At least three people have been killed in Venezuela in protests against the government of President Nicolas Maduro.
A teenager in the capital Caracas and a woman in San Cristobal, near the Colombian border, were shot dead.
A national guardsman was killed south of the capital.
Tens of thousands of people rallied to demand new presidential elections and the release of jailed opposition politicians. Mr Maduro accused the opposition of attacking police.
He also accused them of looting shops, saying that more than 30 arrests had been made.
Supporters of the government held a rival rally in Caracas.
Meanwhile, opposition leader Henrique Capriles has called for further mass protests on Thursday.
Despite having the world's largest proven oil reserves, Venezuela has suffered for several years from high inflation, rampant crime and a shortage of basic goods.
What is behind the turmoil?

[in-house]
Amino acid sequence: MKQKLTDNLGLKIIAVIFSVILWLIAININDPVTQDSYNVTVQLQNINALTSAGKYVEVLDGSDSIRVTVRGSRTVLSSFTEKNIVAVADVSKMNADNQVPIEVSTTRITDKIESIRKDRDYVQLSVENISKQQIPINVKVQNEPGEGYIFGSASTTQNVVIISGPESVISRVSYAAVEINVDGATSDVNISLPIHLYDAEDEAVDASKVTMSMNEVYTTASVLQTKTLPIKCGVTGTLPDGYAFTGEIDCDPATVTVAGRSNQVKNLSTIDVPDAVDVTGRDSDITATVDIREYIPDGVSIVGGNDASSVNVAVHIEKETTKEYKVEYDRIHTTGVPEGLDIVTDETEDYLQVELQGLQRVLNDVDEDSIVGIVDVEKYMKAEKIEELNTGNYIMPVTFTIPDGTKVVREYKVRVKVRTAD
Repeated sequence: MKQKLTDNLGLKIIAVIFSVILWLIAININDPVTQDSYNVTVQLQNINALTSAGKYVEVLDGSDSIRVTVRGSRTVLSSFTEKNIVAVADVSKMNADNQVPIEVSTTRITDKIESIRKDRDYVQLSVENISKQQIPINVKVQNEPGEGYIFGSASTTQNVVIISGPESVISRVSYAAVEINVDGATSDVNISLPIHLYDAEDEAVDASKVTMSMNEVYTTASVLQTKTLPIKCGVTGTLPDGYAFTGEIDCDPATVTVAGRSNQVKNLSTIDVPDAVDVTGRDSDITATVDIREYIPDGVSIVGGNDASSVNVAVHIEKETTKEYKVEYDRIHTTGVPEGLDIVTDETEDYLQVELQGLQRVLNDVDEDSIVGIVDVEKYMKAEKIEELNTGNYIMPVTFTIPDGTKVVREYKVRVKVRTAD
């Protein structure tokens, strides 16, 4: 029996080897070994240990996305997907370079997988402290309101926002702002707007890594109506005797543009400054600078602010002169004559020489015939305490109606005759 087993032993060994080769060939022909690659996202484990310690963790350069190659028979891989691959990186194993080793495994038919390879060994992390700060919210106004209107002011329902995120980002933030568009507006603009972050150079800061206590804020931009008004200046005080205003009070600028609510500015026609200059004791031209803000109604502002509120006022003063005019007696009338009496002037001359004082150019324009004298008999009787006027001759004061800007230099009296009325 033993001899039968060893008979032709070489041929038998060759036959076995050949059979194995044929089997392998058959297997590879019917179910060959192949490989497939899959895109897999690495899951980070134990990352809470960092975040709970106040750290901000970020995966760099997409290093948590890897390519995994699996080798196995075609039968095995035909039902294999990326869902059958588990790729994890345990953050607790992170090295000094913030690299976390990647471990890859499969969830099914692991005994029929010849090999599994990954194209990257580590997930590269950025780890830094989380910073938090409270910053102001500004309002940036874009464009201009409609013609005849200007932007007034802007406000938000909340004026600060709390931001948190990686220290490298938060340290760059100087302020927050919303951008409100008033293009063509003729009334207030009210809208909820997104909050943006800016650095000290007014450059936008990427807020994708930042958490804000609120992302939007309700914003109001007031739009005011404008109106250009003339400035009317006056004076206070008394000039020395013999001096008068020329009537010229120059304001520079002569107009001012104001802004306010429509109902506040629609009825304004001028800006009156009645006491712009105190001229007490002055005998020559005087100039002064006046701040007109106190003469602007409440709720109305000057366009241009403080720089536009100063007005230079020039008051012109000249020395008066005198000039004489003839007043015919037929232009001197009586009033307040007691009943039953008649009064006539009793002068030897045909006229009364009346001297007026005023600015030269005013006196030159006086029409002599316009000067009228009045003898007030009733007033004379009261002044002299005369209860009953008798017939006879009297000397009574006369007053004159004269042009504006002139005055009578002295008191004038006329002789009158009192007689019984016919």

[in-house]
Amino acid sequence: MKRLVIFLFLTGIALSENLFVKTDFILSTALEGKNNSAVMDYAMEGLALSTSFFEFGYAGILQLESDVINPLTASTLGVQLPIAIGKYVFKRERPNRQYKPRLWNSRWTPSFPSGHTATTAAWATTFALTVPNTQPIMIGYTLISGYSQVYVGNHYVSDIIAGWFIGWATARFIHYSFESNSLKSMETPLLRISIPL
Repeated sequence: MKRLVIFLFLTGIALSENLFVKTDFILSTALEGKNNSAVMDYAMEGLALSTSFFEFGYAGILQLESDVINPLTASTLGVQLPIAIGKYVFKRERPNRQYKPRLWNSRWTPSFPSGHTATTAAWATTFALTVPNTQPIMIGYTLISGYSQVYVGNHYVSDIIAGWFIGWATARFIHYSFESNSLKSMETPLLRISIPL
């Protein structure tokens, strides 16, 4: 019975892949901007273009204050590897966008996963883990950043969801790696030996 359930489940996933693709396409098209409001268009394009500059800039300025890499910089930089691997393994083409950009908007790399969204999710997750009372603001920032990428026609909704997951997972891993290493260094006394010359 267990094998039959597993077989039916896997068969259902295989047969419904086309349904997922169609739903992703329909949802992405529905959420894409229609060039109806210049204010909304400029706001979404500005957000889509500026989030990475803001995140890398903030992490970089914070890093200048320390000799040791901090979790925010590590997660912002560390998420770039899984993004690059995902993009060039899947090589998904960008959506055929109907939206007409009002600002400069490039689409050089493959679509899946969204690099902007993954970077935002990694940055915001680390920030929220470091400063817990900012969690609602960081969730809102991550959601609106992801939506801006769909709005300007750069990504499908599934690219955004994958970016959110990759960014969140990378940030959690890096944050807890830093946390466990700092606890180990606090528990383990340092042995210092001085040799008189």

The protests taking place across the country were expected to be the biggest in three years, putting extra pressure on President Maduro to negotiate with the opposition and find a way of easing the country's economic crisis.
Anti-government protesters have described it as Venezuela's "second independence day".
Elections are not due until late 2018, but the opposition says the country is on the verge of collapse. Inflation is expected to top 700% this year, the IMF says.
The latest crisis was triggered by last month's Supreme Court decision to officially take over power from the opposition-controlled parliament.
The Supreme Court reversed its decision after three days, but it was too late to prevent a new wave of protests.
Venezuela has now seen weeks of clashes between demonstrators and police. The latest deaths bring the number killed to at least eight, with many more injured.